Share Your Views: Democracy Today in Europe’s Ex-Communist Bloc
The fall of the Berlin Wall marked one of the greatest turning points in world history, seen by many as a bright new dawn for Europe and its path towards freedom and unification.
But three decades on from the event that set off the continent's path to the end of communism, nations are re-erecting metaphorical and literal walls, sowing division again.
Illiberal forces have arisen, populism has spread and nationalism has moved from the fringes to more mainstream political discourse. Brexit, the migrant crisis and the eurozone crisis have all helped propel the wave of radical and populist politics that has found footing in countries across Europe and beyond.
To mark 30 years since the Berlin Wall was torn down on November 9, 1989, we want to hear from those born during that historic year as to how the state of democracy now looks in Europe's former communist bloc.
Are you from Central or Southeastern Europe? Were you born in or around the year that the Berlin Wall fell?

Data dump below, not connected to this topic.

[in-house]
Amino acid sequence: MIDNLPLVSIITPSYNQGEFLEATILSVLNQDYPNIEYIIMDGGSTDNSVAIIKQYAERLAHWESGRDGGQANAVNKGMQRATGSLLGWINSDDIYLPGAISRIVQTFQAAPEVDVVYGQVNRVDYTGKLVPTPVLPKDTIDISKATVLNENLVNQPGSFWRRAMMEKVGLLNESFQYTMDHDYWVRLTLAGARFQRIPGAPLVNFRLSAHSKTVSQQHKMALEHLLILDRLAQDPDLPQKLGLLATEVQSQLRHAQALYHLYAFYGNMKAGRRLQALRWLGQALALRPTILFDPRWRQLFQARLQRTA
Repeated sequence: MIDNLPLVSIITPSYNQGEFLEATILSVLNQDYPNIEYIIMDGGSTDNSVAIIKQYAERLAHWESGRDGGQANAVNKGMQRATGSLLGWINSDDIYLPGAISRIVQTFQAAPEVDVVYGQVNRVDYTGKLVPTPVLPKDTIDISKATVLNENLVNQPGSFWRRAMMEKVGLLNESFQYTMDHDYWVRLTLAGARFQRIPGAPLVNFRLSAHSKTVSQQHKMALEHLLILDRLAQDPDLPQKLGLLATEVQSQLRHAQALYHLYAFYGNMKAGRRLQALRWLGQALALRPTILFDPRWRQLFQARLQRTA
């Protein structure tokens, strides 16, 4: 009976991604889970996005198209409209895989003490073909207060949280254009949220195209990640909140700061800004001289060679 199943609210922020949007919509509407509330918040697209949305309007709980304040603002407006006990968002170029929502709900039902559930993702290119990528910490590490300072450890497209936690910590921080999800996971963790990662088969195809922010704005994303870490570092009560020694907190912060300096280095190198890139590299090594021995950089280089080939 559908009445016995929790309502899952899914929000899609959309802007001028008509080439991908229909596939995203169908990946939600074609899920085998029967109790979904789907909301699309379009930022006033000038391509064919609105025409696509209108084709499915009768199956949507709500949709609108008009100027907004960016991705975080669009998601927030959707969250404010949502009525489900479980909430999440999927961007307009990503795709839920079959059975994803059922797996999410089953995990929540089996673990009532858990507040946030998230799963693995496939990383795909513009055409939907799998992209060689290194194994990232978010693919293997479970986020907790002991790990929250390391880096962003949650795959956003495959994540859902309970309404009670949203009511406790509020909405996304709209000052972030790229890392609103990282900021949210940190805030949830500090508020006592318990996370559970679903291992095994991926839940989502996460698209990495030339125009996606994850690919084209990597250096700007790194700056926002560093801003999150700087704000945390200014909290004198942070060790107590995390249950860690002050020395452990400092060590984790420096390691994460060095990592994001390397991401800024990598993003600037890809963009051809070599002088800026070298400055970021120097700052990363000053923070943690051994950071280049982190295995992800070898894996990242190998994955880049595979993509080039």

We're looking for people who are willing to share their views on camera, to present a picture of the current state of democracy for those raised in the aftermath of the Cold War, and who experienced the sweeping transformations that are still playing out today.
The key things we want to know are:
- How does democracy look in your country today?
- Do you think democracy is improving or collapsing in your country?
- What freedoms do you value in your country today and what liberties do you think are still missing?
- Are you happy with the state of democracy in your country?
Things to note:
The specific countries to be included are: Poland, Hungary, Slovakia, Czech Republic, Moldova, Romania...